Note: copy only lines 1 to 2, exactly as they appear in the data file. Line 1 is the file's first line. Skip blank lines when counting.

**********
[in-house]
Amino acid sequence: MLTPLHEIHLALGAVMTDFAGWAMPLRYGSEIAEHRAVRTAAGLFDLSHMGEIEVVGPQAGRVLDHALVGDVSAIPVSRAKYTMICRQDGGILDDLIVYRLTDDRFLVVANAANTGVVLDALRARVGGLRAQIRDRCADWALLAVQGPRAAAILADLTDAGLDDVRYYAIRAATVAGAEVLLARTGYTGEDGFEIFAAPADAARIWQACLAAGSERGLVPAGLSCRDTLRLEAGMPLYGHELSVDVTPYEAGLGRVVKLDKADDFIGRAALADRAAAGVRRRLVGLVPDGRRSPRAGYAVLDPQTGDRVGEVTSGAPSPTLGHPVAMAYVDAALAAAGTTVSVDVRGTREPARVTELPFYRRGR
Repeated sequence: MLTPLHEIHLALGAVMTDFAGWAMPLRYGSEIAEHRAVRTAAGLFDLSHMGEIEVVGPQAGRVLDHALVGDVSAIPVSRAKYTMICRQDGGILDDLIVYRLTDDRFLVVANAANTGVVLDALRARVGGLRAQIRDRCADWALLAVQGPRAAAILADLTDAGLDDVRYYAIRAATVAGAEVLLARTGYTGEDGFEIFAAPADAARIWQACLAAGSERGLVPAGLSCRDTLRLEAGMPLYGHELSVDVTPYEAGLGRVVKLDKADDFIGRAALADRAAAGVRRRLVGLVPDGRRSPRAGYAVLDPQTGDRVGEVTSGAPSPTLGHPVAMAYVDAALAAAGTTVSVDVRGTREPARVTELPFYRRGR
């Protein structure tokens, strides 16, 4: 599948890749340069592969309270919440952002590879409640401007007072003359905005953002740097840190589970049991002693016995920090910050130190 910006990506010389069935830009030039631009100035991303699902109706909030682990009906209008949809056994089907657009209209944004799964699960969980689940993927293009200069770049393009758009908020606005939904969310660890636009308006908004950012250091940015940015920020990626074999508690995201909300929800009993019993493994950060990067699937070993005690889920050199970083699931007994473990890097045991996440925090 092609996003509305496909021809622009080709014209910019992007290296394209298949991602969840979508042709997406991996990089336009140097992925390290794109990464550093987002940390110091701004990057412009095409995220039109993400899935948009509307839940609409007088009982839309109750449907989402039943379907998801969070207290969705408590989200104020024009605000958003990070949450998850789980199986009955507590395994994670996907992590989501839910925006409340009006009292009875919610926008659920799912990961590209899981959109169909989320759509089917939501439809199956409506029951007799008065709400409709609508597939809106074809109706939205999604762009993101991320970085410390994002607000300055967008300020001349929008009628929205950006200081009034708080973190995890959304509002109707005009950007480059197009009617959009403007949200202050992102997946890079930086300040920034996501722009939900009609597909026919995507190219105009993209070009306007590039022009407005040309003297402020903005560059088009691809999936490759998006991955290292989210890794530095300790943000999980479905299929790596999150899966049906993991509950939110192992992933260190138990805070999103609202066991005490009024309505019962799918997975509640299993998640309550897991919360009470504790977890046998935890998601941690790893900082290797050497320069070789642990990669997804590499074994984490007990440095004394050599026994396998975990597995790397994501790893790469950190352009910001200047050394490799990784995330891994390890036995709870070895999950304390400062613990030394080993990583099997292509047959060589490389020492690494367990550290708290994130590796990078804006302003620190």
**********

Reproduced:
[in-house]
Amino acid sequence: MLTPLHEIHLALGAVMTDFAGWAMPLRYGSEIAEHRAVRTAAGLFDLSHMGEIEVVGPQAGRVLDHALVGDVSAIPVSRAKYTMICRQDGGILDDLIVYRLTDDRFLVVANAANTGVVLDALRARVGGLRAQIRDRCADWALLAVQGPRAAAILADLTDAGLDDVRYYAIRAATVAGAEVLLARTGYTGEDGFEIFAAPADAARIWQACLAAGSERGLVPAGLSCRDTLRLEAGMPLYGHELSVDVTPYEAGLGRVVKLDKADDFIGRAALADRAAAGVRRRLVGLVPDGRRSPRAGYAVLDPQTGDRVGEVTSGAPSPTLGHPVAMAYVDAALAAAGTTVSVDVRGTREPARVTELPFYRRGR